Petrarch was apparently fascinated throughout his whole life by Cicero, in a way that his contemporaries apparently weren't. He even wrote letters to Cicero. But these letters don't mean much to me, other than displaying Petrarch's incomparable obsession.

In Petrarch's time intellectuals had many letters to read from great men past and present, and mountains of Christian theology to devour in pursuit of divine truth. So what made Petrarch so disinterested in the mainstream of medieval thought, and fascinated by Cicero in particular?

I'm completely clueless about secondary literature, so if you have any books to recommend that would help clarify this, I'd be just as happy to read them as a standalone answer.

  • these letters don't mean much to me I tend to think that fanmail would give insight into why a fan is fascinated with their idol, though. – Semaphore Jan 13 '16 at 16:29
  • I didn't mean that they were not valuable sources, just that I find them hard to interpret. I do grasp that the political tides that Cicero was dealing with seem dramatically present to Petrarch; that might go partway towards an answer, although it's just a guess on my part. – Avery Jan 13 '16 at 16:56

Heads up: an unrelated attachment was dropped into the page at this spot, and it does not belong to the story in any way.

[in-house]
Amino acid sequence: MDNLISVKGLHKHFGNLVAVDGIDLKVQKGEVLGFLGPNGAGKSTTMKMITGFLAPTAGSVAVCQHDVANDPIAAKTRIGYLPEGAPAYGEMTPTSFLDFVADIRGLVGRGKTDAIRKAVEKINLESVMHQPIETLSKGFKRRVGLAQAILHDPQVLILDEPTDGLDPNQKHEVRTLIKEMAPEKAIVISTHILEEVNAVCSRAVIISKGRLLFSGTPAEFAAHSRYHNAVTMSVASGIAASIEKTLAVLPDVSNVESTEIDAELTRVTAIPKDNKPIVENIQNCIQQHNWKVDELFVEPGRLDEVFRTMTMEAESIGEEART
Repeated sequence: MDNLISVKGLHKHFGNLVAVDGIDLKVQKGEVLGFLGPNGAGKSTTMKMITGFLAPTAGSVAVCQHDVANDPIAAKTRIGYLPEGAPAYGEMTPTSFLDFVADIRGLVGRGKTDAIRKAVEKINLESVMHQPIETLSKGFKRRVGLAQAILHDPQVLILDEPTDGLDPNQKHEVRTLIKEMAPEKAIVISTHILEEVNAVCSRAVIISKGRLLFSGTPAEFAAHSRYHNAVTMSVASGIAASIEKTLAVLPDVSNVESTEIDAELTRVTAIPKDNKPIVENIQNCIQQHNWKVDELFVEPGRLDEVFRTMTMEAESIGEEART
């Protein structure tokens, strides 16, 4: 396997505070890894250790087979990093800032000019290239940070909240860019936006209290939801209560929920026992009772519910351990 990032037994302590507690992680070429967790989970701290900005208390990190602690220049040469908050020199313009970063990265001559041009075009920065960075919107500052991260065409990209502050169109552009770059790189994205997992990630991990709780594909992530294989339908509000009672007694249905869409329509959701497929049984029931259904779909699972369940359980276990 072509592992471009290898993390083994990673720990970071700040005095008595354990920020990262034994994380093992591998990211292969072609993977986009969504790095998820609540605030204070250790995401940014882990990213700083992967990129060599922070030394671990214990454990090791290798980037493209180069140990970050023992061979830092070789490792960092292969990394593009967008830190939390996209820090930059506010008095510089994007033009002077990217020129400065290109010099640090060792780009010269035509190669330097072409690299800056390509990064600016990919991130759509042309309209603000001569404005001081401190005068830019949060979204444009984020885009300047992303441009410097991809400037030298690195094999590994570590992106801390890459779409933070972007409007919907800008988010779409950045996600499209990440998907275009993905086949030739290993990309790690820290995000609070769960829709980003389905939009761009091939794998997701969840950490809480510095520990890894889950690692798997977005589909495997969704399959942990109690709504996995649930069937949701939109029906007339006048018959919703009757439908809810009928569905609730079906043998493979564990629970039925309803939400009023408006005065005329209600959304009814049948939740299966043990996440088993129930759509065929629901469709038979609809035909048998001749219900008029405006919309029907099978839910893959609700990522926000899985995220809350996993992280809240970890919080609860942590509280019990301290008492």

Ancient literature was not widely known and not read before Petrarch's time. He had a luck of discovering Cicero's letters. Apparently he personally discovered them in some storage. He read them and was excited. That this was Cicero, not someone else seems to be an accident. (Perhaps he would be even more excited is he discovered Caesar's works). This started his interest to ancient Latin writings. He also read Virgil and Seneca. The time was ripe for this, and his interest to the ancient literature quickly spread. What exactly so excited him and others? Well, everything. Language, style, topics discussed. After all, classical Greek and Latin literature is widely read by modern people, unlike medieval literature. It is just a higher level of development of civilization.

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